• Saudi Arabia to allow foreign investors to take 100 percent ownership of companies in health, education sectors. That's according to the Saudi Investment Authority Chief.
  • Russian Foreign Minister Lavrov says Washington's bet on using force in its new strategy for Afghanistan is dead end. That's according to Reuters.
  • Oil prices slipped on Thursday, giving up some recent gains as the dollar strengthened ahead of a meeting of central bankers in Jackson Hole, Wyoming, which could signal changes to monetary policy.

    Benchmark Brent crude LCOc1 was down 20 cents a barrel at $52.37 by 1120 GMT. U.S. light, sweet crude CLc1 was 20 cents lower at $48.21 a barrel.

    The annual meeting at Jackson Hole starts on Thursday and will include speeches by U.S. Federal Reserve Chair Janet Yellen and European Central Bank chief Mario Draghi on the outlook for monetary policy and interest rates.
  • President Donald Trump is on Twitter criticising former director of national intelligence James Clapper.
    This after Clapper expressed his concerns to CNN about the president's ability to lead the country.
  • The U.S. Navy identifies 1 dead and 9 missing USS John S. McCain sailors as search and rescue efforts are suspended.
    The USS John S. McCain collided with a merchant ship recently. It is the fourth incident involving a U.S. warship in the Southeast Asian sea. The commander of the 7th fleet was relieved of command yesterday because of the mishap.
  • U.S. markets are now open for trade. The major indexes fell between 0.3 and 0.4 percent yesterday. They are starting today's session off to the upside.
  • The Nasdaq is on pace for its first weekly gain after several losing weeks.
    Here are the stocks at the top and bottom of the index at the start of trade.
    Dollar Tree is the biggest gainer after reporting better than expected earnings. 
  • The S&P and Dow Jones are on track to break a two-week losing streak today. Here are the winners and losers on the S&P 500.
    At the top of the S&P 500 is Signet Jewelers, which reported upbeat earnings. EPS for the second quarter was $1.33, beating the IBES estimate of $1.04. Same stores sales increased 1.4 percent and sales came to $1.4 billion.
    Signet also anounced plans to acquire R2Net to accelerate its "customer-first omnichannel strategy" in a deal worth $328 million.

    Stocks rise on retail stock comeback, bullish Fed talk

    CNBCStocks opened higher ahead of an annual meeting of central bankers that may offer insight into monetary policy for the rest of the year.
  • U.S. jobless claims came in at 234,000 from 232,000, below the consensus expectation of 238,000.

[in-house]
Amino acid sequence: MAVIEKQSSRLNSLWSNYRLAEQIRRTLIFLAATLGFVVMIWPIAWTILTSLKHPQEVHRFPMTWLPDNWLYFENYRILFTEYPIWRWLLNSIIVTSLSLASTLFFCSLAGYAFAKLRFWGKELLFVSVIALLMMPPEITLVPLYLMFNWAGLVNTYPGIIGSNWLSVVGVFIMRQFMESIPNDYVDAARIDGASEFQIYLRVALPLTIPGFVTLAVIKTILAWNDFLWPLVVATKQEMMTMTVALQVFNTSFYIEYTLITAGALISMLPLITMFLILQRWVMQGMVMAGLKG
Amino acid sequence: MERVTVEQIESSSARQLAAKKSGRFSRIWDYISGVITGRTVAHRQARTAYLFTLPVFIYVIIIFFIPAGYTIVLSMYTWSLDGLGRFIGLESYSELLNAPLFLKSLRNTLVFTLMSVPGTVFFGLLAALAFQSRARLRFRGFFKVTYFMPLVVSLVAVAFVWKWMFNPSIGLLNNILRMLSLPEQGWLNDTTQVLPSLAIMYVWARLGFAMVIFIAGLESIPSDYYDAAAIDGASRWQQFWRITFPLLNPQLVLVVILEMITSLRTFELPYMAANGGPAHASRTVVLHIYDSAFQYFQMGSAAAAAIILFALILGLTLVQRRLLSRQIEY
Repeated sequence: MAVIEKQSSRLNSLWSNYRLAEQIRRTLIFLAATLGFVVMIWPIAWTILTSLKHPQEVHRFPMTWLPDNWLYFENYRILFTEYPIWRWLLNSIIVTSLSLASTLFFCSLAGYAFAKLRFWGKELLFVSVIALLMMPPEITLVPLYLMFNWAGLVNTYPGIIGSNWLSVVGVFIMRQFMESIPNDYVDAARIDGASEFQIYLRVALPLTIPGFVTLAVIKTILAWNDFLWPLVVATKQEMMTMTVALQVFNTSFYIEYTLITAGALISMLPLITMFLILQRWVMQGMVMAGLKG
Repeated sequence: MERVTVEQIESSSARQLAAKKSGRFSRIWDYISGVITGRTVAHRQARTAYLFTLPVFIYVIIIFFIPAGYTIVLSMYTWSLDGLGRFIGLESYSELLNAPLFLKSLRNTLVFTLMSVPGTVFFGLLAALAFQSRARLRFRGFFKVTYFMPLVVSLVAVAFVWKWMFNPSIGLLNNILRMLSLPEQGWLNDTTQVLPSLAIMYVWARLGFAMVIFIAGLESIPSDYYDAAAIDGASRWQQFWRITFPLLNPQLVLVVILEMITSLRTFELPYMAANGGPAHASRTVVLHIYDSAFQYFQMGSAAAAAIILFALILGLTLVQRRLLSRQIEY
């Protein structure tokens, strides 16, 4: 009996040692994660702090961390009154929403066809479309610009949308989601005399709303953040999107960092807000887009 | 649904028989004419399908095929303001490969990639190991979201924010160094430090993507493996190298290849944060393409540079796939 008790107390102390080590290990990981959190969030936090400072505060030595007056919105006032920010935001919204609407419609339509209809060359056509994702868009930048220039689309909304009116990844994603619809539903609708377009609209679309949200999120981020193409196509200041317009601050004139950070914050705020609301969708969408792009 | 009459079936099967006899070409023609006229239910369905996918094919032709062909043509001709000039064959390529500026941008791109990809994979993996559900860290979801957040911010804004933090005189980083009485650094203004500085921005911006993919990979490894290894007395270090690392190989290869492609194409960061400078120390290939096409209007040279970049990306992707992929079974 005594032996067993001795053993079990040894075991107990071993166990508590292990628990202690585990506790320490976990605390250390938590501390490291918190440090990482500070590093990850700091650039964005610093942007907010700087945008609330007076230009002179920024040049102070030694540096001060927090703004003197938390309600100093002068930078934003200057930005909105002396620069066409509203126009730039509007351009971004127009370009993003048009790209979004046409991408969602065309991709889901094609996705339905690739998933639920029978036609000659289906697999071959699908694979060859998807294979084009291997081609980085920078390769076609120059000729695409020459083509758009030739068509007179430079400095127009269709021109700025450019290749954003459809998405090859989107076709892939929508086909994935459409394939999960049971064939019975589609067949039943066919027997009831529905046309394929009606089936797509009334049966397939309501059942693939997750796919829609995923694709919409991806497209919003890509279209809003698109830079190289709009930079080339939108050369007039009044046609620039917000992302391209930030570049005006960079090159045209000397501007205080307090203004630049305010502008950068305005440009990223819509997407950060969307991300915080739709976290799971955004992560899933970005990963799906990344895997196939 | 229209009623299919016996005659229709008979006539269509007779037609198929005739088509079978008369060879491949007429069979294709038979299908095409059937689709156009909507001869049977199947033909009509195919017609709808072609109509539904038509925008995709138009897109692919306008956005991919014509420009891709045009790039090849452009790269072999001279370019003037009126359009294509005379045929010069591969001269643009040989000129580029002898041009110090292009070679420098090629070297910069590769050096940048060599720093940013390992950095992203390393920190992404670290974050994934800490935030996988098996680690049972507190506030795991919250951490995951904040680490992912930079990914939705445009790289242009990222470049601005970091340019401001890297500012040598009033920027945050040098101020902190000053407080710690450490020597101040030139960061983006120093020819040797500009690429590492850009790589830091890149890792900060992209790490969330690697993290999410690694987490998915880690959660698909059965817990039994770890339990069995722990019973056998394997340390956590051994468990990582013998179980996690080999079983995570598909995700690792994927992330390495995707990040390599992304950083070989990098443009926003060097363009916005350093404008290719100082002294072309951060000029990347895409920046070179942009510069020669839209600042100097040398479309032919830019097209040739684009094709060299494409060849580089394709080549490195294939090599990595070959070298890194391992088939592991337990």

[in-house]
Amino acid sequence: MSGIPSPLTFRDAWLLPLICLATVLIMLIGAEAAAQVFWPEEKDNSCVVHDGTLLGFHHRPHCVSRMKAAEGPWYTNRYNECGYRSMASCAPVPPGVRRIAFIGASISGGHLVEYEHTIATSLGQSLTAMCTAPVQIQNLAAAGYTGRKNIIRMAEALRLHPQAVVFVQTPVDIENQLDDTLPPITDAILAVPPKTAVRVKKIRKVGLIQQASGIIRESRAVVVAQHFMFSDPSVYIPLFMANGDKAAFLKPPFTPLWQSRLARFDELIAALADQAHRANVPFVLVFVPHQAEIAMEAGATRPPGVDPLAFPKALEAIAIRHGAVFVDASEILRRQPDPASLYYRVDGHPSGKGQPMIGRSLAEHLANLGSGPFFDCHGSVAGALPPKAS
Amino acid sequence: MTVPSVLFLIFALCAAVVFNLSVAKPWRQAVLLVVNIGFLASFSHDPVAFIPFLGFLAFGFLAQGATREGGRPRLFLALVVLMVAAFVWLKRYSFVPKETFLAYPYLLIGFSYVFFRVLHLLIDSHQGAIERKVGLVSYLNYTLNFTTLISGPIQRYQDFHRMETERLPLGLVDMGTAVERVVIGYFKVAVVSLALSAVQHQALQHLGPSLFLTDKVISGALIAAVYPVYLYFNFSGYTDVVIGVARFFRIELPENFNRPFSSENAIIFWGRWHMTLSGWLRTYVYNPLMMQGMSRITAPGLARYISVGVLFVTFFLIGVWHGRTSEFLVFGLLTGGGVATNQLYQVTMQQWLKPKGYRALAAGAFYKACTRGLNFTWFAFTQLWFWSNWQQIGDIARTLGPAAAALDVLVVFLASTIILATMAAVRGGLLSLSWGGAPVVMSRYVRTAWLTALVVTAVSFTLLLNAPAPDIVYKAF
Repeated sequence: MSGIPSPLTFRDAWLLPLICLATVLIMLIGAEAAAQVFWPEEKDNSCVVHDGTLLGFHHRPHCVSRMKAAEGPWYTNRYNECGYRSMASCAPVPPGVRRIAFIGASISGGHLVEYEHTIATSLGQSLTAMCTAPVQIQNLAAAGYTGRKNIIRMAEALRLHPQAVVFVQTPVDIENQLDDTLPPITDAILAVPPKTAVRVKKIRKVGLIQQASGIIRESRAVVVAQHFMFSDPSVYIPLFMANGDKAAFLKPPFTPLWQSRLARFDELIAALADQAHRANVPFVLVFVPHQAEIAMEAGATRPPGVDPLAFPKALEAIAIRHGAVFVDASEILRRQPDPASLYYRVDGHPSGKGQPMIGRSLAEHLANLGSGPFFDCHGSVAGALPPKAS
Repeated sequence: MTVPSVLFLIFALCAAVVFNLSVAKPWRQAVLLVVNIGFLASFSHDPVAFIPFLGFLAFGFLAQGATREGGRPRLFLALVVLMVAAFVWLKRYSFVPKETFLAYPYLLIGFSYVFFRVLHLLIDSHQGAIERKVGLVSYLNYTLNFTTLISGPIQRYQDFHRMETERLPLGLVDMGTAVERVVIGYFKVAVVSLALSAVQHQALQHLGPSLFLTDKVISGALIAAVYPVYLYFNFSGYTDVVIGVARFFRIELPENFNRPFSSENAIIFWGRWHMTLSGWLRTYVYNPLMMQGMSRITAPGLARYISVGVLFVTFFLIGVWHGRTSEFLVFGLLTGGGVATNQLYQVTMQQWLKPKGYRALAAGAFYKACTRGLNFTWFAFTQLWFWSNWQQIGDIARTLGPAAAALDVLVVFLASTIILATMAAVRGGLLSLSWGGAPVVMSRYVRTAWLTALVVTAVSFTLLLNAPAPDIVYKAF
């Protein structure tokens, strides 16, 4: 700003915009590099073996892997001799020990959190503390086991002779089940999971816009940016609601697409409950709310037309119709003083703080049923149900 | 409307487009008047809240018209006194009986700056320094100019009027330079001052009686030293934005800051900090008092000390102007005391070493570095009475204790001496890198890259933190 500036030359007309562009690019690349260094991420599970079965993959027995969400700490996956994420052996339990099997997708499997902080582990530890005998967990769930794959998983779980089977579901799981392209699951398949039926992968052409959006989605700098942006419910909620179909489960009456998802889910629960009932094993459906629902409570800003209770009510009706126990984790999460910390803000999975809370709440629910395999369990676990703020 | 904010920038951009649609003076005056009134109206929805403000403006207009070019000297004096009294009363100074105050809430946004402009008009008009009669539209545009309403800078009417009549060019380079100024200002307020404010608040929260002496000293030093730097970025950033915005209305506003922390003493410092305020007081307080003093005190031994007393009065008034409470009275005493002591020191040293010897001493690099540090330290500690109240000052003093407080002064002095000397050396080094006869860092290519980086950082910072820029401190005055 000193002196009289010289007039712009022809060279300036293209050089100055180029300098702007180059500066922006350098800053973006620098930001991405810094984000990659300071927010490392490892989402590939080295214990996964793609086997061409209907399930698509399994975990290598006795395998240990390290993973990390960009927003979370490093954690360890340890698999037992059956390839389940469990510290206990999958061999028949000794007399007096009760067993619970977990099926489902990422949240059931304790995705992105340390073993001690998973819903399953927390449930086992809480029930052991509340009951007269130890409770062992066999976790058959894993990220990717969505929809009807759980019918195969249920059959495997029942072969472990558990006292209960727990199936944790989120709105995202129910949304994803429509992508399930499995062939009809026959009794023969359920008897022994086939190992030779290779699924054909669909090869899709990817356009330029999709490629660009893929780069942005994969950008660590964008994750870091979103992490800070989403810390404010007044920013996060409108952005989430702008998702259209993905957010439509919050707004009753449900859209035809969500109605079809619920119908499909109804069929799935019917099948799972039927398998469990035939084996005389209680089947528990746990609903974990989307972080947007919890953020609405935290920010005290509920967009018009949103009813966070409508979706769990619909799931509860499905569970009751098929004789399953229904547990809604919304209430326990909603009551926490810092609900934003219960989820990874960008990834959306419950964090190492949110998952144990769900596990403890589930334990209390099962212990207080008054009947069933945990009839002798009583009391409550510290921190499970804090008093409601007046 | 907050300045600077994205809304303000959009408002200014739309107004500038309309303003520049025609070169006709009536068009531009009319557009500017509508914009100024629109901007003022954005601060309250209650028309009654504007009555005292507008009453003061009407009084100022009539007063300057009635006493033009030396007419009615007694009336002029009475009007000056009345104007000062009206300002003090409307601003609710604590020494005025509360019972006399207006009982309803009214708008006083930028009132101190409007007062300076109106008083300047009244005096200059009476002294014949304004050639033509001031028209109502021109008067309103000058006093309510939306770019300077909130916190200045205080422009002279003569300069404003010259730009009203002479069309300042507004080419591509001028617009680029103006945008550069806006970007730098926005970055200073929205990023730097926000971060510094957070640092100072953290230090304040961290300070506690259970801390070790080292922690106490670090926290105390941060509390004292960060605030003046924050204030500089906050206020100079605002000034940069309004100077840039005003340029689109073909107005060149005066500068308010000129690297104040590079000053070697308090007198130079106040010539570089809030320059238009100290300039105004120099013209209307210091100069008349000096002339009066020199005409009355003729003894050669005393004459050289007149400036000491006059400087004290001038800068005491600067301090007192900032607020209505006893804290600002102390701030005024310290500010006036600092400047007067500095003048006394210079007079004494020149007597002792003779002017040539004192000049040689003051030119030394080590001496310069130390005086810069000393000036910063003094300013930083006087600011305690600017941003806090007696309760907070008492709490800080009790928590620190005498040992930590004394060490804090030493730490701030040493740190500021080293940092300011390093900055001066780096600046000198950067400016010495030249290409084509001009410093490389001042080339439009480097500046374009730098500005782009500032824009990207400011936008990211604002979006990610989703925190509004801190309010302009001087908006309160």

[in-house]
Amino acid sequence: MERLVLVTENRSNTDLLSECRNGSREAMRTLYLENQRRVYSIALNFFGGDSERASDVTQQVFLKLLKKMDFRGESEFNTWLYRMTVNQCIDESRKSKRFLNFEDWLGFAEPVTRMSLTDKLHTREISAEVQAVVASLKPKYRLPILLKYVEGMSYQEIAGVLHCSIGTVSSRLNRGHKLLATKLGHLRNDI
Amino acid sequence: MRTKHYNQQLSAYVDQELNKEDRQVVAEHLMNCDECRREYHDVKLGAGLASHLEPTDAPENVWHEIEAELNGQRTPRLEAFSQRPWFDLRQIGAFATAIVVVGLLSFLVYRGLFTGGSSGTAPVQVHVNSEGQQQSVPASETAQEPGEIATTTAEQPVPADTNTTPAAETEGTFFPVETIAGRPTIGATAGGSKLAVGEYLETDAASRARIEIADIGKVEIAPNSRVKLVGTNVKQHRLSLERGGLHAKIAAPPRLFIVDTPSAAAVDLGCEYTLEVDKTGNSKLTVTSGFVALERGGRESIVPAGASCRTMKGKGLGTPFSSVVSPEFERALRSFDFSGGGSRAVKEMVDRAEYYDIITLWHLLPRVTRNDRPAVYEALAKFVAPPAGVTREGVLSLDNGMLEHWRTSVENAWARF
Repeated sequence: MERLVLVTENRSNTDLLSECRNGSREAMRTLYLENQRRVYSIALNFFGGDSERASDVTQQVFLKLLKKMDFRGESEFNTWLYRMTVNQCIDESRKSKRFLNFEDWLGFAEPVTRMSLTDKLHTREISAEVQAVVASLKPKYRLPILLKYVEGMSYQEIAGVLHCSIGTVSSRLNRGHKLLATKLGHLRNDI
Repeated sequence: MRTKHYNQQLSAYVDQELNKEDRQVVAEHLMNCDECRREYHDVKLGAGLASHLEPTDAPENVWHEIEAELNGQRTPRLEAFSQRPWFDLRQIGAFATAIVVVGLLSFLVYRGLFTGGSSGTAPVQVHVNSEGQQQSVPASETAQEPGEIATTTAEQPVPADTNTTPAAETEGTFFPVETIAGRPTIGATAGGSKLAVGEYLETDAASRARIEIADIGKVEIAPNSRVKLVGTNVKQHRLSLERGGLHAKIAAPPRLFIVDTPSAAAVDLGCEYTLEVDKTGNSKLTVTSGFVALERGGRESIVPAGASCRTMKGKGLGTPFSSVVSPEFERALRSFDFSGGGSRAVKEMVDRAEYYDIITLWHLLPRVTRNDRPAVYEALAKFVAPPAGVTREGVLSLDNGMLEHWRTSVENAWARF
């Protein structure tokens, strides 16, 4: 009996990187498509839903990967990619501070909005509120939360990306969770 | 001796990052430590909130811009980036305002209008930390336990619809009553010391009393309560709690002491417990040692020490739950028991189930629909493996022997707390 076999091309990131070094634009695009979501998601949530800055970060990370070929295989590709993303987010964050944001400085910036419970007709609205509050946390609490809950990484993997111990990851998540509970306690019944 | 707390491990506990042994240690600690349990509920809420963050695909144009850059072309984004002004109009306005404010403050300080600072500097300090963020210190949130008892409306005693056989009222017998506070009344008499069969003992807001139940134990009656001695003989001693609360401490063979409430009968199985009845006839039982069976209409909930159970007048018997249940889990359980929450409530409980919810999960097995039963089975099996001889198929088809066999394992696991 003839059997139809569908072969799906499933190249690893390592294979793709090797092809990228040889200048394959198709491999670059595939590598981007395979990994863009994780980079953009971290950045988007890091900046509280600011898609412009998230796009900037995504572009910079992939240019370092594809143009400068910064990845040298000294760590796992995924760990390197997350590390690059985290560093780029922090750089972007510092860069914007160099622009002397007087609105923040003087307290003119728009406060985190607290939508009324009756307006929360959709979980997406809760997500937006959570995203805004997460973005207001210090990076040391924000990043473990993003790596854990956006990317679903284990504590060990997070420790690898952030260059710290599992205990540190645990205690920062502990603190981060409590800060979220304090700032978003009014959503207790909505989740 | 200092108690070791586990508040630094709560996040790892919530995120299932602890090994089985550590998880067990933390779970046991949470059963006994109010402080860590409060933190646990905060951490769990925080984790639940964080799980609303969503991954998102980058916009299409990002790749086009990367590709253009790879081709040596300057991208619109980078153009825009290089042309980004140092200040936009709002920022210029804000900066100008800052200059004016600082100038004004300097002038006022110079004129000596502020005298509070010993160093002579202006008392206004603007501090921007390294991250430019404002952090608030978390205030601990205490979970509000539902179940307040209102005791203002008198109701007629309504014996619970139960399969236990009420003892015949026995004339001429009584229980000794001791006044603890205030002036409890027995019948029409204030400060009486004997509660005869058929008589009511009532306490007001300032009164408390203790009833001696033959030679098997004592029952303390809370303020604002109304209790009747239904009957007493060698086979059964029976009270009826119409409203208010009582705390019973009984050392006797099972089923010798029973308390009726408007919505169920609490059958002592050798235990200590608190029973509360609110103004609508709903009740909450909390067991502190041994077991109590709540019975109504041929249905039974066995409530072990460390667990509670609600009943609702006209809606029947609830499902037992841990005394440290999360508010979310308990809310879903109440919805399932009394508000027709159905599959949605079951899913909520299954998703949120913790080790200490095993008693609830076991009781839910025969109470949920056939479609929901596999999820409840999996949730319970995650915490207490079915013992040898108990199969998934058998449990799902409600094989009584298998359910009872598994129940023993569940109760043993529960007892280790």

Two weeks of below 240,000 is not enough to signal a decline in the trend which has been in the low 240,000s since March, says Ian Shepherdson, chief economist at Pantheon Macroeconomics.
    The numbers are volatile in the short term, and we'd need to see claims running below 240K consistently for a couple of months before believing the trend really has shifted down. Our take on the seasonals suggests claims will rebound back above 240,000 in early September.
    That said, firms are finding it increasingly hard to find people to hire, and that has raised the bar for layoffs. Sustained new lows for claims, then, can't be ruled out.
  • Dow Jones is reporting that Fiat and VW are in very early stages of talks on joint production of light utility vehicles. The talks focus on Caddy and Amarok models and do not go beyond light utility vehicles. That's according to Dow Jones citing sources.
  • President Donald Trump said on Thursday congressional leaders could have avoided a legislative "mess" if they had heeded his advice on raising the U.S. debt ceiling, renewing criticism of fellow Republicans whose support he needs to advance his policy agenda.

    Trump said he had advised Senate Majority Leader Mitch McConnell and House of Representatives Speaker Paul Ryan to link passage of legislation raising the debt ceiling to a measure on veterans affairs that he signed on Aug. 12.

    I requested that Mitch M & Paul R tie the Debt Ceiling legislation into the popular V.A. Bill (which just passed) for easy approval, Trump said a in Twitter post.

    They ... didn't do it so now we have a big deal with Dems holding them up (as usual) on Debt Ceiling approval. Could have been so easy-now a mess! he added, referring to Democrats.
  • Thirty minutes to Europe close and stocks look like this:
  • European markets are now closed for trading. The pan-European Stoxx 600 has closed slightly higher:
  • Major indexes have also closed for trading looking like this:
  • And that's all from us here at World Markets Live. Join us from 0600 London time tomorrow for more.